At the Gold Standard Foundation my career is all about tackling the climate emergency. When speaking with friends and family the two questions I get asked the most are, ‘Do we still have time to fix this thing?' and, if so,  ‘How?’. Let me try to answer both.

This week at Hay Festival I explored what it might look like to live in a de-carbonised world, something that I think is important to be able to imagine. My answer to the question of whether we can fix it then is I think so, not unscathed, certainly much changed but yes we can fix it, at least enough.

That bold answer demands a good response to the second question, ‘What can we do about it?’.

First things first; climate change is a multi-decade, major policy and economic shift requiring international co-operation and collective action.  Planting trees can't fix it. No moonshot technology can fix it.

Yet let’s not catastrophise. Yes it’s scary. But we need you at your best, most optimistic, and most furiously and hopefully committed. Here are my top six things you can do:

1 Vote at every level for candidates that have climate amongtheir top priorities. Vote those people for school governor, student rep, community groups, building society boards, pension funds, unions, boards of directors, professional representatives, professional bodies and everything else you can think of. Let’s stack every walk of life we can in our favour.

2 Demand that taxes are paid. Climate finance, the capacity to support developing countries, the ability to invest in innovation, they all come from taxation. The iPhone doesn't exist without State- funded innovation, nearly every complex part of it. Imagine the technologies and practices that need to be invented to avert the climate emergency and where those innovations will come from.  A company that doesn't pay tax is working directly against the climate, no matter what they do in number 3…

3 Practise not buying things – it’s a lot more fun than you expect! But let’s be realistic, you're going to have to buy stuff so when you do, try to buy only from companies that have credible, transparently published climate strategies (and that pay their taxes). They should have a Science-based Target for  Scope 1, 2 and 3 (you can check here) and they should be taking responsibility for their remaining emissions through offsetting or re-investment. They should have a zero deforestation target.

The same is true of the things you invest in, especially pensions and mortgages. These can be difficult to unpack but try to choose ethical providers.

No company is currently Net Zero, no company with land management in its supply chain is deforestation-free, so be very sceptical of those claiming they are. Realistically you're looking at 2030s at the earliest for most companies. What you want to see are detailed plans and few buzzwords (climate strategies are dull so be cynical of anything short and exciting!).

If you want to know what companies should be doing, I love this ‘blueprint’ published by WWF last year. This covers all the bases and is from an organisation with great credibility in this space.

4 Be much more local, consume more mindfully, drive a lot less, take a lot more public transport. Do what you can to make your home as efficient as you can. Shop with local suppliers so that your goods don't have to travel too far. Increase the ratio of plants in your diet. Holiday close to home. Work from home. Walk to the shops every time, walk your kids to school. Embrace this change now.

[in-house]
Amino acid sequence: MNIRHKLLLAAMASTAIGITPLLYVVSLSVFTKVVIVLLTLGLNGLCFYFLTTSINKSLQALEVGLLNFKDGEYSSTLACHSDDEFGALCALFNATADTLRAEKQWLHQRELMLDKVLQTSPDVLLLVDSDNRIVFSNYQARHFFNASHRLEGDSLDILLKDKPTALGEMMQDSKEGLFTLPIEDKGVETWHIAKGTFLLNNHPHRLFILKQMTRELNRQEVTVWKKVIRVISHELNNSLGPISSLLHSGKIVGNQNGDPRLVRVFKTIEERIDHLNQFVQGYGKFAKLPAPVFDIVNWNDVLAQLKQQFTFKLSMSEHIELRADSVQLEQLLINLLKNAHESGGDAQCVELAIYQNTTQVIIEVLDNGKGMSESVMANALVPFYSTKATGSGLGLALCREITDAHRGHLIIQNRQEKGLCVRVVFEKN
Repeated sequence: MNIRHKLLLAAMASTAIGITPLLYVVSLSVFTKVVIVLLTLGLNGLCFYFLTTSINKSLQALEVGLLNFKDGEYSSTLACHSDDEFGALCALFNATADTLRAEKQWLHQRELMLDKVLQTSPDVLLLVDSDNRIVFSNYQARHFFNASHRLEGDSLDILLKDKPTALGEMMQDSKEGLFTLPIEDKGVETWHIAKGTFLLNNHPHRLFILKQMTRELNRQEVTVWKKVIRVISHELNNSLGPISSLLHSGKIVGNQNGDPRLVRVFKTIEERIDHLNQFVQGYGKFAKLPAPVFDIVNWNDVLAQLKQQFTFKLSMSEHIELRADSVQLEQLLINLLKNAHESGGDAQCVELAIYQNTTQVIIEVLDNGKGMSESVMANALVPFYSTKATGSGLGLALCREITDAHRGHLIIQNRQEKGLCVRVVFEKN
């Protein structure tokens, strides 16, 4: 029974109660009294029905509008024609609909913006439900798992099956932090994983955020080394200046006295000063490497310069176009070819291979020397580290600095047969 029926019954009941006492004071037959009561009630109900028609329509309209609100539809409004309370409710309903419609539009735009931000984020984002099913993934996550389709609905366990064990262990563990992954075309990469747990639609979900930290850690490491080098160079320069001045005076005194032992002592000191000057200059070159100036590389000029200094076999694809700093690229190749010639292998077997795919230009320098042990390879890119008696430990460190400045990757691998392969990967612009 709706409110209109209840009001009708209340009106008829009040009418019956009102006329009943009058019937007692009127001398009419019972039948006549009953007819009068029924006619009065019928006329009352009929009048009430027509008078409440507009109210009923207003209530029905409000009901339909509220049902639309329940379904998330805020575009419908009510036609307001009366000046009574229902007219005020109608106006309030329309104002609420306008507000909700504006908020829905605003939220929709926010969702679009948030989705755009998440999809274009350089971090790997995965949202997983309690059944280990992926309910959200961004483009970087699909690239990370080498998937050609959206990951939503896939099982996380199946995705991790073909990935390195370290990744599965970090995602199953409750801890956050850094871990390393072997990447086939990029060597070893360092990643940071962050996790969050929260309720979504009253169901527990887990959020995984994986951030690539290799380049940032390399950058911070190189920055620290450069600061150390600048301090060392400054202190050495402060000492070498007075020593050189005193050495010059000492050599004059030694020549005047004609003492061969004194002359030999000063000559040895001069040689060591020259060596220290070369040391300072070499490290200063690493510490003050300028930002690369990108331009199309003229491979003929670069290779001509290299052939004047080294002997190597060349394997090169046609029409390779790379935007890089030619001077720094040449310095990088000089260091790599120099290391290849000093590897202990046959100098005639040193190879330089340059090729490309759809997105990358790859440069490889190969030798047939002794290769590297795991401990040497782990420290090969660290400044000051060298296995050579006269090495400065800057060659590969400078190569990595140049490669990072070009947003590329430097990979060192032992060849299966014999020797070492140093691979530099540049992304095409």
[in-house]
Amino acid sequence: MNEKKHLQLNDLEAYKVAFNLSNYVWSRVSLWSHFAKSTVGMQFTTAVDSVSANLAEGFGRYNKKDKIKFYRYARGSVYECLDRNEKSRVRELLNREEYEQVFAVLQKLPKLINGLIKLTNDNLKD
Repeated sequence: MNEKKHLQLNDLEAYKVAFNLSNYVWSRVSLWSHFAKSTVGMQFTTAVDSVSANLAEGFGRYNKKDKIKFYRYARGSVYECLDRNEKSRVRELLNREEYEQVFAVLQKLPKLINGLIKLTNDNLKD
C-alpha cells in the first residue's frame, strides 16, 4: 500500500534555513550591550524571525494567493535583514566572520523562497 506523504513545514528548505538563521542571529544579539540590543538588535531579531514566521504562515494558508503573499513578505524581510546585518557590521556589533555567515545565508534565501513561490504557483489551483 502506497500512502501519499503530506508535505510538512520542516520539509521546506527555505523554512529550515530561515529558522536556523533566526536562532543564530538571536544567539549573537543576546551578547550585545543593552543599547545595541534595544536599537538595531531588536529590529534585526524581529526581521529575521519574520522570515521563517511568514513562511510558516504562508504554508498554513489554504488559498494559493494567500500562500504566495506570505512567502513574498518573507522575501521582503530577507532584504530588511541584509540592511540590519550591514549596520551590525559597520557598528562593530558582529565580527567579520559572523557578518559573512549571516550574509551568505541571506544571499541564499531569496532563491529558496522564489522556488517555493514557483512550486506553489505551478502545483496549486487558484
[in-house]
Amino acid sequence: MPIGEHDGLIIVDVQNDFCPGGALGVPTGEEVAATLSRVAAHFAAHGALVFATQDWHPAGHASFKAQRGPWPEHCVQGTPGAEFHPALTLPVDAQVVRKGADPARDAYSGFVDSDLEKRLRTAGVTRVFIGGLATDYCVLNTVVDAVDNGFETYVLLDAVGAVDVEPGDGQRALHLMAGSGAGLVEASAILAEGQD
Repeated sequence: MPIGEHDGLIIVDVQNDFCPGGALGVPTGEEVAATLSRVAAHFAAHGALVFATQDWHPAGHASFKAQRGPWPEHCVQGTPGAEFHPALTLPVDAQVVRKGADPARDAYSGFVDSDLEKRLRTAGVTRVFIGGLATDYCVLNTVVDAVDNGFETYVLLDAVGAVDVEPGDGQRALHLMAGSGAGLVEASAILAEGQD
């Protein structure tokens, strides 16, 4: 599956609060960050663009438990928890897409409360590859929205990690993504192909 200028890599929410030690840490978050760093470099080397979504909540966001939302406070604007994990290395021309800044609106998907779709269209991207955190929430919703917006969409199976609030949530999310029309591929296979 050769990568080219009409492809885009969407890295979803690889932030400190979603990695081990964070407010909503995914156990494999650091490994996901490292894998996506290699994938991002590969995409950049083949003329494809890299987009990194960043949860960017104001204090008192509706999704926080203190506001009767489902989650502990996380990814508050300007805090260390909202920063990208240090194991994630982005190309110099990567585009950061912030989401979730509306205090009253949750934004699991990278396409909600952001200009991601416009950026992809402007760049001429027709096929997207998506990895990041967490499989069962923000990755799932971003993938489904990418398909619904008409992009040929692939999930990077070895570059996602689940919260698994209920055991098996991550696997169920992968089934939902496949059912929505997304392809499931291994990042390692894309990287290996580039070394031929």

5 Fight for inclusivity. Nearly all the above ideas are also privileges. Take public transport for example: we are all going to need to get used to using it a lot more. That’s easy for me to say, though; I'm a 6ft tall white man. For women, for people with disabilities, for minorities, for kids, public transport can be actively hostile sometimes. That has to change or public transport and all the other things that aren't inclusive and accessible won't reach the coverage they must reach. We can't fix it unless everyone is included; human rights, human respect, climate change, they're all the same issue.

6 Support action if you can afford the time and money (but if you can’t, that’s ok!)  There are great local projects you can volunteer for all over the country and if you have spare money you can participate in supporting climate action, such as projects certified by my organisation. I like projects that fight for climate justice by providing services to vulnerable communities and environments, especially in Least Developed Countries. Carbon markets can be a minefield, but you’re looking for fully transparent, traceable credits that are directly linked to certified projects.

It’s often said that the best time to quit smoking or take up exercise is when you move house or change jobs. That 'fresh start' mentality as we begin the slow emergence from the pandemic is exactly what we must harness now, as we form new habits and demand better in all walks of life.

My advice to people worrying about climate change is that they're right to worry. But try to channel that worry into furious hope and radical optimism instead. Now is a great time to start.

Owen Hewlett is Chief Technical Officer at The Gold Standard Foundation, responsible for key innovations in carbon markets, climate finance and corporate reporting. He appeared at Hay Festival 2021 on Wednesday 1 June to discuss Net Zero and what it means for us. Watch the event here.